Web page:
Investors are in love with tech stocks again—the Nasdaq Composite Index is up more than 19% from a late-December low. But the love affair could end badly, warns Morgan Stanley. “Tech has the potential to be a pain trade for consensus in 2019,” the firm warns in a recent report. To protect themselves, “Investors could benefit from looking at alternative hedges,” the report said, according to a detailed story in Bloomberg.
Tech’s Big Rally
(% Gain Nasdaq 100)
· Since 12/24: +18.7%
· Since 12/31 (YTD): +10.6%
Source: Yahoo! Finance, as of 4pm EST 13/02.
What it Means for Investors
Tech stocks have posed strong performance across the globe, with the MSCI World Information Technology Index up 11.7% year-to-date. But Morgan Stanley has held an underweight position in the sector, and the bank’s analysts are skeptical that tech stocks will continue to outperform, per Bloomberg.
Morgan Stanley attributes the recent rally to a more dovish Federal Reserve, but the firm says the tech sector still faces difficult hurdles ahead. “While the Fed’s dovish rhetoric last meeting is supportive of a rally in the near term, the year ahead is still challenging in terms of tough earnings comps, slowing growth and rising inflation,” wrote the analysts, according to the same story.
Despite the rising risk of a tech sell-off, Morgan Stanley says high volatility has made hedges on tech stocks unusually expensive right now. When risk rises, premiums for protection tend to rise in unison. With scant opportunities to take cover, investors may need to look for alternative hedges.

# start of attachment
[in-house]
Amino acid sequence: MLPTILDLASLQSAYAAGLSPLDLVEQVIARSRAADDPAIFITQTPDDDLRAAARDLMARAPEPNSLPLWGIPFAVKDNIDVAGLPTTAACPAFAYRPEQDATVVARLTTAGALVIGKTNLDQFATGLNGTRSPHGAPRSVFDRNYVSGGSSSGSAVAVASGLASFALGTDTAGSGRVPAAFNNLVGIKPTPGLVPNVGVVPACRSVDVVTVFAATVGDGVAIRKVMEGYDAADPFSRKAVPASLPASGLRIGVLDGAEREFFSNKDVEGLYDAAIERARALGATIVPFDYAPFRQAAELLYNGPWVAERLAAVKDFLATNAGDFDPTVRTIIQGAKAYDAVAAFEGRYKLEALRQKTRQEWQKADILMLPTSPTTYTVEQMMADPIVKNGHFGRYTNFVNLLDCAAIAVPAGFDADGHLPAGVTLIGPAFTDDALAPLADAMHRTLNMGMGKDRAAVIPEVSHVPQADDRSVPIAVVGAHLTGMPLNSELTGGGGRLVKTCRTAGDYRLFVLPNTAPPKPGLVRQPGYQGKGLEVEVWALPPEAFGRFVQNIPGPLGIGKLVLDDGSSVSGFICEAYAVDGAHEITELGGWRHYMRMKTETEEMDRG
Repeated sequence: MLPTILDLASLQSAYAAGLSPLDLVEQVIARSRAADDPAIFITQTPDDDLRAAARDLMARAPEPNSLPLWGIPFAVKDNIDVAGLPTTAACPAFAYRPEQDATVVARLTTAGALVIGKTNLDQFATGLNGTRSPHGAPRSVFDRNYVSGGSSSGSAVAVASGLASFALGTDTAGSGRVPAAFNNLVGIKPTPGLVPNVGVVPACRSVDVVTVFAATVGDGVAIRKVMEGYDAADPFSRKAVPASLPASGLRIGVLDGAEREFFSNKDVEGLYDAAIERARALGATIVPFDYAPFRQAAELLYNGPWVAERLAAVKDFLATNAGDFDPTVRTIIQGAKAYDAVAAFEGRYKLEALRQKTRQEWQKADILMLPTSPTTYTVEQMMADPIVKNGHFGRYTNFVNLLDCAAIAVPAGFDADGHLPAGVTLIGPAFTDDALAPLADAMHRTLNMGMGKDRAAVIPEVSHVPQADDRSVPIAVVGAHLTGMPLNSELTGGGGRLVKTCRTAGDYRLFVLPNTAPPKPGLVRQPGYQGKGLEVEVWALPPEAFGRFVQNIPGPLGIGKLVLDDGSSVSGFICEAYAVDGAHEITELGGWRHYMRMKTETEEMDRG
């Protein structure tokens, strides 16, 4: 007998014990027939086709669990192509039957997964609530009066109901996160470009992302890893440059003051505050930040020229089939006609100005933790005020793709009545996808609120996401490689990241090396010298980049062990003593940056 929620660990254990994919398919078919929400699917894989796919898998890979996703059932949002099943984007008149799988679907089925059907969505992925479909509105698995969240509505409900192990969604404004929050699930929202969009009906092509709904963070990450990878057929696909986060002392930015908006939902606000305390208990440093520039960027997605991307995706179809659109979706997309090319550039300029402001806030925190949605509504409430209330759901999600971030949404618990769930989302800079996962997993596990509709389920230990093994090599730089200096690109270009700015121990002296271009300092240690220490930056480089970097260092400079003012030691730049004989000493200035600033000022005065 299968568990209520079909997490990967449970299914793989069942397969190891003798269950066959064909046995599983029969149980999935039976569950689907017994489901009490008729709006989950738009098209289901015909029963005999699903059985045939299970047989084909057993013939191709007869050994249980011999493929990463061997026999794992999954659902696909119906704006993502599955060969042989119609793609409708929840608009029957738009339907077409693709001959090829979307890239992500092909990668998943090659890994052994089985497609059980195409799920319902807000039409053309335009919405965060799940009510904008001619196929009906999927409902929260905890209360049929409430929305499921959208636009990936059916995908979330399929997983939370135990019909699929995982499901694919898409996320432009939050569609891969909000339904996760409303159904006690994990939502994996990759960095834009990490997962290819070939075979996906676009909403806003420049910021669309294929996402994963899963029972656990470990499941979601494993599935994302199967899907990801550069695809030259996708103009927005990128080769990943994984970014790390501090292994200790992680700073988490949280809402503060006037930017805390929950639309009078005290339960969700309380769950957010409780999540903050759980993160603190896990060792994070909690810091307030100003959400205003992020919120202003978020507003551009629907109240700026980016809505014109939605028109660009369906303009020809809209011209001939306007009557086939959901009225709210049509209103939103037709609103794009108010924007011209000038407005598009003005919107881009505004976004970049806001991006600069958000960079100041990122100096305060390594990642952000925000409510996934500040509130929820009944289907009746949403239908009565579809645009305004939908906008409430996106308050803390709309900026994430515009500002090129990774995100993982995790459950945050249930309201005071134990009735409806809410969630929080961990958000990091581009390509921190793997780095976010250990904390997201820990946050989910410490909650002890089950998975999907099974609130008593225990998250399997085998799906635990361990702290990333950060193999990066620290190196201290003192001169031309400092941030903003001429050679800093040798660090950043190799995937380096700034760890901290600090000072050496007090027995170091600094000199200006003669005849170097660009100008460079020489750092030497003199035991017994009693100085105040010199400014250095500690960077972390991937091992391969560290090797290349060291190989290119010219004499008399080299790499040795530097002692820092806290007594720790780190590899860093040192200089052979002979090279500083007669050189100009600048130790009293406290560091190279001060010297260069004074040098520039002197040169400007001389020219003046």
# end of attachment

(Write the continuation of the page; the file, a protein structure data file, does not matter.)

The trick is to find hedges that, while linked to the tech sector, are much less volatile and thus much cheaper alternatives. Morgan Stanley suggests purchasing call options that pay off from a rising U.S. dollar relative to the Korean won, which is trading at its least volatile levels in seven years. South Korea’s importance to the global technology supply chain means the won could take a hit if the tech sector falters. The firm also advises using put spreads on emerging markets, which are more exposed to tech than before, per Bloomberg.
Despite Morgan Stanley’s skepticism, other investors think tech stocks may have even more upside. Tech investor Paul Meeks said last week that the Nasdaq will end the year at least 10% higher with most of the gains taking place in the latter half of the year, according to an interview with CNBC.